This app is a delight! Kalley’s Machine Plus Cats is based on a true story. Kalley actually did make a drawing of a machine that would make food so that her dad could skip work and stay home with her. Her dad explains that he has to work for more than just food on the table, but Kalley assures him that she will make machines for those things, too! Instead of creating the machine, Kalley’s dad helped her make the drawing into a book app. Have fun exploring the different parts of the machine. Crank gears and lift levers. Bake marshmallows, and put food in the refrigerator. Talk with your child about the science behind machines and have them create a machine of their own. When they explain their machine to you, they are strengthening their narrative skills! There is highlighted narration in the book. Tap on a word to hear it again. This is a great feature for word recognition and building vocabulary skills.

kalley's machine play


Developed by Little Pim

Free in iTunes

Help your child learn Spanish, French, Italian, German, Chinese, Russian, Portuguese, and Japanese. Lists of words are divided into themes. Turn the child mode off to see the word in the language of your choice, the pronunciation, and the word in English. Practice vocabulary often with your child and use in everyday language. Once you turn child mode on the text disappear. Can your child remember the correct word for the picture? If so, check the box labeled “Learned” and move on to learn more words! The app tracks the progress of your child. You can also check out Little Pim videos at your Plano Public Library and the Little Pim YouTube Channel.

pimtrack screens

Join us on Fridays, 11 am, at Haggard Library for App Time. See you there!

(Reviewed by Kate at Haggard)

Print Friendly

Print this entry


App Time Session 9: Pat the Bunny and Felt Board

March 14, 2015

Since we didn’t have a very high attendance for App Time Session 1, I decided to repeat the apps we demonstrated. The apps were Pat the Bunny and Felt Board. Here’s the link to the original App Time Session 1 blog post.

Pat the Bunny is available through the iTunes store for $2.99. There is highlighted narration, which is a very important feature in book apps for early readers. Highlighted narration is similar to running your finger along the text, which helps raise print awareness (i.e. we read text from left to right). I also like that interaction with the book app is directly related to the text.

Felt Board is an app with endless possibilities. The app is available for $2.99 through the iTunes Store. The first time I demonstrated the app I focused on creating scenes. Having your child talk about details or create a story about the scene helps build narrative skills. This week I focused on another way to interact with this app: building letter recognition.  Katrina Bergen shares a good letter recognition activity over on Little eLit.

Join us on Fridays at Haggard Library, 11am for App Time!


Print Friendly

Print this entry


App Time Session 8

March 7, 2015

monster appThis week in App Time, we looked at the book app There’s a Monster at the End of this Book!  It’s produced by Sesame Street and available for $4.99 on the App Store.  Based on the beloved book of the same name, Grover narrates the book, warning readers NOT to turn the pages because there’s a monster at the end of the book. The book’s interactivity comes into play as readers can “untie” the ropes and “break down” the brick wall that Grover builds, in hopes of preventing the reader from turning another page. It’s easy to navigate with the bottom corner of the page pulling up, and Grover acting as a guide with funny comments. Interactive parts glow so it’s obvious where to tap, and there’s highlighted narration.  There is also a parent tab with lots of extension activities, and ideas for using the app to calm a child’s fears.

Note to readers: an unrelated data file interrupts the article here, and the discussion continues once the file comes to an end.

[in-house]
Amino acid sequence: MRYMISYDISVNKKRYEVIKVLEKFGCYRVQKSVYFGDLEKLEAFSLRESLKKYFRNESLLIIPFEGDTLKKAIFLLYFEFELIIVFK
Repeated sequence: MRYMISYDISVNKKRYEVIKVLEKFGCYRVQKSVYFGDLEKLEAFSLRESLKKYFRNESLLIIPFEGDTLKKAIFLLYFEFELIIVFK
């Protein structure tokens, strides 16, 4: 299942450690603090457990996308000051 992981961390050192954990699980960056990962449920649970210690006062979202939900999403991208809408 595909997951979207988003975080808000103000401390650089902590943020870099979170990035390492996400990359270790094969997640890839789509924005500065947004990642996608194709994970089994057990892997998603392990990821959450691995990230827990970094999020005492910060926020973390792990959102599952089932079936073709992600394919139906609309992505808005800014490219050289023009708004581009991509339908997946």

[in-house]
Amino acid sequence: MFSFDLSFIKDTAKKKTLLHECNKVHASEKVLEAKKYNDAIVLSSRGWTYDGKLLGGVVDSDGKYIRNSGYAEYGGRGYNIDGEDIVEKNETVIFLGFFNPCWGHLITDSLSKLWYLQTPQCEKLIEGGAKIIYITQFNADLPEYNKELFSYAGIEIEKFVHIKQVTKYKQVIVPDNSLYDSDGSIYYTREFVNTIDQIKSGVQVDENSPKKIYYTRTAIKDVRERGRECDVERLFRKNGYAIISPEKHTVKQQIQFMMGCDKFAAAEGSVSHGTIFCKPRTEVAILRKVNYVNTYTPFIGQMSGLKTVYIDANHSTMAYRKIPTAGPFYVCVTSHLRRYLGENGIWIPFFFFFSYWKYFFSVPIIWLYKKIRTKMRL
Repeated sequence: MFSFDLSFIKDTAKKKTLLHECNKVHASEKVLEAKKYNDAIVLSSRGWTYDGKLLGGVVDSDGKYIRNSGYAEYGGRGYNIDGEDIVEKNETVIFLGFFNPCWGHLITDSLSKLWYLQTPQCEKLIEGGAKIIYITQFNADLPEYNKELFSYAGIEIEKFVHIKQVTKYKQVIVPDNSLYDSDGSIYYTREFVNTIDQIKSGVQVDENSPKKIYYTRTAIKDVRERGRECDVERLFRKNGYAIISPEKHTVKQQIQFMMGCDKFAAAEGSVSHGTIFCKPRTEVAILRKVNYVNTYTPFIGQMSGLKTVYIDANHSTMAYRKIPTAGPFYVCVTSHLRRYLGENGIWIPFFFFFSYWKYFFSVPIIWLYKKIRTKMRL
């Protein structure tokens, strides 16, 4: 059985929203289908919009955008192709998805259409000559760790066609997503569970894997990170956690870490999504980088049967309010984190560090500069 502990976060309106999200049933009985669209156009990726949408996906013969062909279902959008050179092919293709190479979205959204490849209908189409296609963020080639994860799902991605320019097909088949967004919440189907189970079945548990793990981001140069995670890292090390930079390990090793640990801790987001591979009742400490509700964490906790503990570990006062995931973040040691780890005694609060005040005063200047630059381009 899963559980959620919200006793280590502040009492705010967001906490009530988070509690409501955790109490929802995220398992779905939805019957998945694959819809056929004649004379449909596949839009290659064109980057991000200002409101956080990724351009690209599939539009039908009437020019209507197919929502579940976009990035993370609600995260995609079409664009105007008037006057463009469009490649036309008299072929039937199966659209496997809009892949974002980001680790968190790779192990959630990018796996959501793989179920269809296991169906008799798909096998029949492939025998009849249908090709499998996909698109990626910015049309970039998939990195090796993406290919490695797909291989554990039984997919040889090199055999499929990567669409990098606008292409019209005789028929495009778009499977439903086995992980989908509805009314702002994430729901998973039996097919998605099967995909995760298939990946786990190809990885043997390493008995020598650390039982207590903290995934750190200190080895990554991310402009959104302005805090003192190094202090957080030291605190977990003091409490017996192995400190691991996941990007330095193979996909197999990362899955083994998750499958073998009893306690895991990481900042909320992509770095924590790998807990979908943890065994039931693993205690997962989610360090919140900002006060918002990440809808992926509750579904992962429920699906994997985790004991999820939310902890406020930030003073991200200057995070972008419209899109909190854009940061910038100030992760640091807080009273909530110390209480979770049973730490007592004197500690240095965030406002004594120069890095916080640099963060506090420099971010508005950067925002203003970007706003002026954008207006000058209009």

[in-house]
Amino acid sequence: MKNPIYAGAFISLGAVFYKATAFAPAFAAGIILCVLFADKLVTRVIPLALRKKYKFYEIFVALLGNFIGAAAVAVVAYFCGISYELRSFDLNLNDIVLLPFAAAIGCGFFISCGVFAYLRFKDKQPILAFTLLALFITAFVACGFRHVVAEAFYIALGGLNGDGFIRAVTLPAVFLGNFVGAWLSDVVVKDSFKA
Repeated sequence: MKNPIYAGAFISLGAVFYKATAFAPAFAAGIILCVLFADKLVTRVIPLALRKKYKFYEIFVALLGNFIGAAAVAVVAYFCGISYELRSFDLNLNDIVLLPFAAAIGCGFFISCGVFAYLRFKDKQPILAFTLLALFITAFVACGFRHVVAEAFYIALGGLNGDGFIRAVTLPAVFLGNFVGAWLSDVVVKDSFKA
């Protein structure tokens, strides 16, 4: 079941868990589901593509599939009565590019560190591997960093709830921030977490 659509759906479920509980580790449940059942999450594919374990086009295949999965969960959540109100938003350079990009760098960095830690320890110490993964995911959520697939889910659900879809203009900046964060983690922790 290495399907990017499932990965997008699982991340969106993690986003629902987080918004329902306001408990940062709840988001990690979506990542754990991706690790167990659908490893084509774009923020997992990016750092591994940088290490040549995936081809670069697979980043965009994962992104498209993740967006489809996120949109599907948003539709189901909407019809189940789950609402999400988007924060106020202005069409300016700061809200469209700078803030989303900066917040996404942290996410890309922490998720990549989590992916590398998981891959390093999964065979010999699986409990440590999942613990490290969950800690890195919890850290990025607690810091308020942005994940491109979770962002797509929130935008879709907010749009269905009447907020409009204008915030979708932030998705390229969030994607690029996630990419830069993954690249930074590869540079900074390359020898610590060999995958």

ACPL appThe activity app this week is ACPL Family (free on the App Store) from the Allen County Public Library.  The app promotes early literacy and can be used with preschoolers up through elementary-grade children. There are booklists with helpful themed lists, with some common ones such as Great Books for Toddlers but also less common ones such as “Dentist” or “Clay Illustrations.” Keep in mind that the books link to the Allen County Library so you’ll want to use the Plano library app to check for the titles recommended here.

There’s a Tips & Facts section that gives early literacy tips by age group.  There’s also a Reading Timer (great for independent readers or adults who want to commit to read-aloud time with their child).

The READY on the Go section is impressive for its videos related to each of the 5 early literacy practices (Talking, Singing, Reading, Writing & Playing).  The videos, aimed at the child but modeling for the parent or caregiver, give ideas for how to reinforce that practice.


Print Friendly

Print this entry


App Time Session 7: Wee Alphas and Endless Reader

February 28, 2015

This week in App Time we covered two alphabet apps!

17_wee_PR_Alphas_App_icon_144dpi Wee Alphas is a fun and interactive app where kids can learn their letters, sounds, and new words while finding hidden letters in creatures. This app allows you to work on letter recognition and establishing new vocabulary words.



Endless Reader is a great introductory app to letters and words. The ‘lite’ version offers letters A-F and you can spell words while learning the different sounds the letters make within the word.

Join us next Friday at 11 AM at Haggard Library to see which apps we recommend!

Print Friendly

Print this entry


App Time Session 6: Curious George and the Firefighters and Toca Nature

February 21, 2015

curious george

Curious George and the Firefighters by iRead With

available in iTunes and Google Play for $2.99